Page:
Language Selection

English French German Italian Portuguese Spanish

Linux Mint Debian review

Filed under
Linux

Linux Mint Debian is the latest addition to Mint’s suite of Linux desktops. Mint has long promoted itself as a distribution based on Ubuntu and Debian, a claim that I have long discounted as misleading. This release, while still experimental, is one, as the name implies, that is truly based on Debian.

The package manager is pointed at Debian’s testing, instead of to Ubuntu’s repository, and the installer is different too. Since almost every other aspect of this release is the same as the main edition’s, this short review is focused almost entirely on the features of the new installation program.

Installation: The boot options. This edition is, of course, a live DVD edition.

Rest Here




not a full review, hope there will be more...

The author of LinuxBSDos is at this point primarily critiquing the installation process of the newly offered LinuxMint Debian beta release.
Questions like; why not borrow the whole Debian install process? installation being allowed without swap being setup? Why not have a Linux Security package category? are good questions which already have an answer in the workings of the final release.
I hope readers (Mint'ers esp.) take this into account as there are some pertinent questions, but which may seem harsh for some.

Review: Linux Mint "Debian"

dasublogbyprashanth.blogspot: The first thing I see is a standard Linux Mint boot menu — no surprises here. Though I picked the default option, there was no boot splash to speak of — there was only a running console commentary of the boot process. That said, the boot process was rather fast, and I was soon greeted by a standard Linux Mint desktop; there is visually no difference between Linux Mint "Debian" and Linux Mint 9 "Isadora" GNOME. The MintMenu is the same, as are the panel, desktop layout, icons, and window decorations.

As I played around with the desktop, I wondered if the developers rebranded Mozilla Firefox as Iceweasel as per Debian (and Crunchbang 10) standards. Surprisingly, Mozilla Firefox is present with the original branding; less surprising is the presence of most proprietary codecs. OpenOffice.org is also present, though a couple of the icons in the program (notably the "Open file" icon) look a little more ugly and drab for some reason (as far as I can tell, other than that, it's the same icon set). More importantly, some of the application menus open to the side of the button instead of below (e.g. "File", "Insert", etc.), meaning the menus cover up the other menu buttons; this is not an especially good design.

Rest Here

Linux Mint 9 (Debian)

desktoplinuxreviews.com: Each time Ubuntu is updated, we get also get another version of Linux Mint. I usually end up reviewing most of the Linux Mint derivatives of Ubuntu. This time around though, we’ve gotten a delightful surprise from the Linux Mint developers. A Debian version of Linux Mint! Yes, there is now a rolling release Linux Mint distro!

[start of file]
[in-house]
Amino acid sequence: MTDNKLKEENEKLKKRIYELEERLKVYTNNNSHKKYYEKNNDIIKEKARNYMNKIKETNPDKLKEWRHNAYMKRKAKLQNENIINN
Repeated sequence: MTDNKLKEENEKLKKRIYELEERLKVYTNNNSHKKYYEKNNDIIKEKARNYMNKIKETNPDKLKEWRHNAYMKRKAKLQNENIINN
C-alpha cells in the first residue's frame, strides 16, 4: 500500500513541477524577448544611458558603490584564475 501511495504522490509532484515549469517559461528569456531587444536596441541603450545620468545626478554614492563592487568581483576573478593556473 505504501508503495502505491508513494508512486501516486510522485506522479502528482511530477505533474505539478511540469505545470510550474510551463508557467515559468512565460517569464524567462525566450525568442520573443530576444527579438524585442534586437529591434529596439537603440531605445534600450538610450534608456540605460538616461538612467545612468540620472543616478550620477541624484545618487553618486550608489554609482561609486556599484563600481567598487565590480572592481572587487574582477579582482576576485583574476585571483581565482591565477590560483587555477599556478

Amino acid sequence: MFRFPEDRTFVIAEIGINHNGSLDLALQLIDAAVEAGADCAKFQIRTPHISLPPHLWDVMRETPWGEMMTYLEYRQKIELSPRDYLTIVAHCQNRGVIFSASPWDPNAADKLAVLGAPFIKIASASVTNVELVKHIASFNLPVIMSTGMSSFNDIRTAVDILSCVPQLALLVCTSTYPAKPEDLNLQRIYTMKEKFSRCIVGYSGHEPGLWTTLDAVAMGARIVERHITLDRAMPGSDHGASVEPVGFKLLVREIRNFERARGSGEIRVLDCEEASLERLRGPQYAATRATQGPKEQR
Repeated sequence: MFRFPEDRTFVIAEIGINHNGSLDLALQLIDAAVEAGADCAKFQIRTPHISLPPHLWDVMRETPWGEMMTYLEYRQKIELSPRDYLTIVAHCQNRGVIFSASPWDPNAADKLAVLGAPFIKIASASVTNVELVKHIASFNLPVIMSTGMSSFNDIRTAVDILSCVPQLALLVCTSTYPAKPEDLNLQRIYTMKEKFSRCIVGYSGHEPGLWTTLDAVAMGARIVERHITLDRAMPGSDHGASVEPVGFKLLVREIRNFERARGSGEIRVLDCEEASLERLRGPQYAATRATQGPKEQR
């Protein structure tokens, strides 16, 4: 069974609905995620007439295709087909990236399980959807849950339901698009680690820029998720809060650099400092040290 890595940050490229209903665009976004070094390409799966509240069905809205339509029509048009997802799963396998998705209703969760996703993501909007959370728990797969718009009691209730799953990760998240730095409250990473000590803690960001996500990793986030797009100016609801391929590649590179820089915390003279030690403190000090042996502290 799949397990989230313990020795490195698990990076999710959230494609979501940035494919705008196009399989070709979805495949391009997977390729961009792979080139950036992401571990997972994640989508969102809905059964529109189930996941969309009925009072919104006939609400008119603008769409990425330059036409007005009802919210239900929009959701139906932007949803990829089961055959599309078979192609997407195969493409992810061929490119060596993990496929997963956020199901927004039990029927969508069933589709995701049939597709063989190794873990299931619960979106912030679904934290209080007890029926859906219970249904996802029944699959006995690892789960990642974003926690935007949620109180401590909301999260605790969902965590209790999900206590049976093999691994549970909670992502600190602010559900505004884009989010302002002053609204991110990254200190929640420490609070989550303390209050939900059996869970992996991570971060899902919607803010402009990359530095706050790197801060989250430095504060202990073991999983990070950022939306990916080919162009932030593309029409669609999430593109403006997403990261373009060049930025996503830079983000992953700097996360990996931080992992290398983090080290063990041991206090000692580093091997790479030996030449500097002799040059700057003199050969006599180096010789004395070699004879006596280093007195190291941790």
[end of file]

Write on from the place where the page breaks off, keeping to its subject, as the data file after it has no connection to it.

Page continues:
When I found out about it, I couldn’t resist doing a review. Frankly, I was not aware that the Linux Mint developers had even undertaken this project, but I’m very glad that they did. It’s the icing on an already very sweet Linux Mint cake, to say the least.

rest here

Comment viewing options

Select your preferred way to display the comments and click "Save settings" to activate your changes.

More in Tux Machines

Android/Google Leftovers

3 open source alternatives to Office 365

It can be hard to get away from working and collaborating on the web. Doing that is incredibly convenient: as long as you have an internet connection, you can easily work and share from just about anywhere, on just about any device. The main problem with most web-based office suites—like Google Drive, Zoho Office, and Office365—is that they're closed source. Your data also exists at the whim of large corporations. I'm sure you've heard numerous stories of, say, Google locking or removing accounts without warning. If that happens to you, you lose what's yours. So what's an open source advocate who wants to work with web applications to do? You turn to an open source alternative, of course. Let's take a look at three of them. Read more

Hackable voice-controlled speaker and IoT controller hits KS

SeedStudio’s hackable, $49 and up “ReSpeaker” speaker system runs OpenWrt on a Mediatek MT7688 and offers voice control over home appliances. The ReSpeaker went live on Kickstarter today and has already reached 95 percent of its $40,000 funding goal with 29 days remaining. The device is billed by SeedStudio as an “open source, modular voice interface that allows us to hack things around us, just using our voices.” While it can be used as an Internet media player or a voice-activated IoT hub — especially when integrated with Seeed’s Wio Link IoT board — it’s designed to be paired with individual devices. For example, the campaign’s video shows the ReSpeaker being tucked inside a teddy bear or toy robot, or attached to plant, enabling voice control and voice synthesis. Yes, the plant actually asks to be watered. Read more

Security News